Editorial: Expand access to Pre-K


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The Iowa Legislature has had a contentious start to the year, with proposals to increase the minimum wage, ban telemedicine abortions, and other issues that have made the closely divided body fall mostly along party lines.

The next big debate? Publicly funded preschools.

Sen. Herman Quirmbach, D-Ames, has led the charge on expanding the Iowa Statewide Voluntary Preschool Program, created in 2007 to fund preschools for 4-year-olds. He aims to increase participation in schools across the state and decrease waiting lists for students with a new bill, to be examined by a Senate subcommittee on Feb. 21.

“We would like to take away from waiting lists and want schools to expand their capacity,” Quirmbach said.  “… If they can find a seat for everyone in first grade, it shouldn’t be a problem with finding them a seat for preschool.”

After compiling third-grade reading proficiency levels, Quirmbach said, the students who participated in the program had a significant difference over those who did not attend preschool.

“We need to get more participation from low-income families and racial minorities,” he said. “Those groups tend to be further behind [in] reading proficiency, but those groups are the ones that gain the most from these programs.”

Skeptics shouldn’t look at funding for preschools as just more spending but rather as an economic investment. As President Obama said in his 2013 State of the Union address, “Every $1 we invest in high-quality early education can save more than $7 later on.”

The savings come in part from reductions in social costs and in developing skills early on that are vital for a productive workforce. The fastest period of brain development occurs in the first five years of age, and the research shows that students who complete preschool are more prepared for K-12 education than their peers who don’t.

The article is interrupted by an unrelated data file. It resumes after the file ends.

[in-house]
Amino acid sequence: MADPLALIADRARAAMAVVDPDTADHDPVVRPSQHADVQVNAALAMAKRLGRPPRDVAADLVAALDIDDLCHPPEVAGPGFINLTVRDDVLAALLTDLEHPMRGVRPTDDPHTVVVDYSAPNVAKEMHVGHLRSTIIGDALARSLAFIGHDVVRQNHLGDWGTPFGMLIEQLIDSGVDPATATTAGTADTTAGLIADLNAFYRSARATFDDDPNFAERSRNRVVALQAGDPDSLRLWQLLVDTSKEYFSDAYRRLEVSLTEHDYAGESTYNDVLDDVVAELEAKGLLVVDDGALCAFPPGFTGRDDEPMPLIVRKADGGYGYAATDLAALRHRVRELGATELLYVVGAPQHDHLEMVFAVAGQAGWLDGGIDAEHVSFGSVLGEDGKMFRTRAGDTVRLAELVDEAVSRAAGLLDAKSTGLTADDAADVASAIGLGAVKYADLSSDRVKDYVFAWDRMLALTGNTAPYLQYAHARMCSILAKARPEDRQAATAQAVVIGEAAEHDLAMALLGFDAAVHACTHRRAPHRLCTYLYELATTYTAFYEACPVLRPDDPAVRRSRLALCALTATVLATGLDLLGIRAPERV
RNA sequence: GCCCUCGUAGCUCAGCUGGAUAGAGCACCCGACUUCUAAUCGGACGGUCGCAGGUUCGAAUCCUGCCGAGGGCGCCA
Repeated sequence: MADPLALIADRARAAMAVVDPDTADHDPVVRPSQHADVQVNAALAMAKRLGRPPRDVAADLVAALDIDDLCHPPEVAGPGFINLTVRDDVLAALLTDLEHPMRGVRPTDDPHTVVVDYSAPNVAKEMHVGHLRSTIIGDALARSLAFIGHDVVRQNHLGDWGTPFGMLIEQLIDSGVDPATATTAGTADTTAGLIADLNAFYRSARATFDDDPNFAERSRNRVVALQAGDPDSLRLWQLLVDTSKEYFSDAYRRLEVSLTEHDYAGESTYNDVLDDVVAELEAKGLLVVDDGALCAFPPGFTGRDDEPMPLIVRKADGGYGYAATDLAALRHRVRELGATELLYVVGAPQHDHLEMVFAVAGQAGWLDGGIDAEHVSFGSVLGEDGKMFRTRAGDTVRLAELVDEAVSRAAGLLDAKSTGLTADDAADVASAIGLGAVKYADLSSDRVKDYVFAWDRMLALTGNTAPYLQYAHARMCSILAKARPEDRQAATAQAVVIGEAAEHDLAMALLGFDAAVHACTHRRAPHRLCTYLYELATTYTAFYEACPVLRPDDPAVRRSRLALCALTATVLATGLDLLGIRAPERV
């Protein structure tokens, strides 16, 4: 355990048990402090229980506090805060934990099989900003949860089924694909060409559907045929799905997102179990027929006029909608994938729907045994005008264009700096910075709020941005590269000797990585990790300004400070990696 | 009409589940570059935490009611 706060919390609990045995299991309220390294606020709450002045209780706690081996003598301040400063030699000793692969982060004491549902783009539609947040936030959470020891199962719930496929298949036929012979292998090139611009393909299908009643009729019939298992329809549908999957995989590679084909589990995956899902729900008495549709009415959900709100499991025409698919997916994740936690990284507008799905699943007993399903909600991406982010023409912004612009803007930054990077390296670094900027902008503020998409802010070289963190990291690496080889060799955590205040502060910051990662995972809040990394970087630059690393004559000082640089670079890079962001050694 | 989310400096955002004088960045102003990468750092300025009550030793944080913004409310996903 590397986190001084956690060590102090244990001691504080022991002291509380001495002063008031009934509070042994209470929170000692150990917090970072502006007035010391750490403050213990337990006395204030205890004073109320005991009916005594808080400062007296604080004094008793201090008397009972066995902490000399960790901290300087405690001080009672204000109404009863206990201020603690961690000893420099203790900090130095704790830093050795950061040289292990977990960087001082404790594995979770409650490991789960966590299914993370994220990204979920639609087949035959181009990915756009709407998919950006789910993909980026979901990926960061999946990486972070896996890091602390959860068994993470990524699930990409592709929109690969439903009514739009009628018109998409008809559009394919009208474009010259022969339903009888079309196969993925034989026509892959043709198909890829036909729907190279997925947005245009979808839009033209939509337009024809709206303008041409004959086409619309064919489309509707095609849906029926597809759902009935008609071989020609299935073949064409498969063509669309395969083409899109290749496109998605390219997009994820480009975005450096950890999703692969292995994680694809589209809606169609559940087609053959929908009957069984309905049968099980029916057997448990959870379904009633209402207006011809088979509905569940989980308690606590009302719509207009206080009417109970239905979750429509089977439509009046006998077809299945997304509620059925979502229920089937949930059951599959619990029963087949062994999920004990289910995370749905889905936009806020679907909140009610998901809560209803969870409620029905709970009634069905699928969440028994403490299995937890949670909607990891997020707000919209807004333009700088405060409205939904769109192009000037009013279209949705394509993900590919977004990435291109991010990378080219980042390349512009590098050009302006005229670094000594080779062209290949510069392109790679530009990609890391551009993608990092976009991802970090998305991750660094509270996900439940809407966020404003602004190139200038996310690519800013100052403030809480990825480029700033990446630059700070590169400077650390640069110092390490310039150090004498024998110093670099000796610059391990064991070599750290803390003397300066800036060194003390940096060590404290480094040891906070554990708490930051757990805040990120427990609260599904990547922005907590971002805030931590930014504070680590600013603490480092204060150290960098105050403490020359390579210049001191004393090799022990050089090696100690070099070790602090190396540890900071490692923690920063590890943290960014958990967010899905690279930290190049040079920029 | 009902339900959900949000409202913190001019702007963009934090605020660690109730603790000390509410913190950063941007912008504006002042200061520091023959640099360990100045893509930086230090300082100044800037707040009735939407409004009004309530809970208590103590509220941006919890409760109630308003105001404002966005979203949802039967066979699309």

Expanding preschool could also help reduce inequality. A report from the National Institute for Early Education Research found that economically disadvantaged children would be the greatest long-term beneficiaries from preschool.

Simply put: This legislation is a no-brainer. The foundation for funding preschools is already set with the Voluntary Preschool Program, and Quirmbach’s proposals to increase its reach are hardly radical. Yet there is resistance from some Republican legislators, and whether Gov. Terry Branstad would support the bill is not known.

However, the governor’s funding target for preschool education is encouraging. Branstad spokesman Jimmy Centers said his recommended budget for fiscal 2015 is set at $69.79 million for preschool funding; that figure was $58.4 million in fiscal 2012. Branstad is clearly willing to invest more into early education, a trend followed by many other states that provide preschool aid.

According to the Education Commission of the States, funding for pre-kindergarten programs increased in 30 out of the 40 states that offered them in 2013-2014, and 10 of those states increased funding by more than 20 percent. Iowa GOP members should take note: The three largest increases came from Republican-dominated Legislatures in Texas, Michigan, and South Carolina.

Investing in our preschools shouldn’t be a partisan issue. It is vital to prepare young children for education, as researchers and the vast majority of states with Pre-K funding programs have shown. Iowa legislators would be wise to follow in their footsteps.

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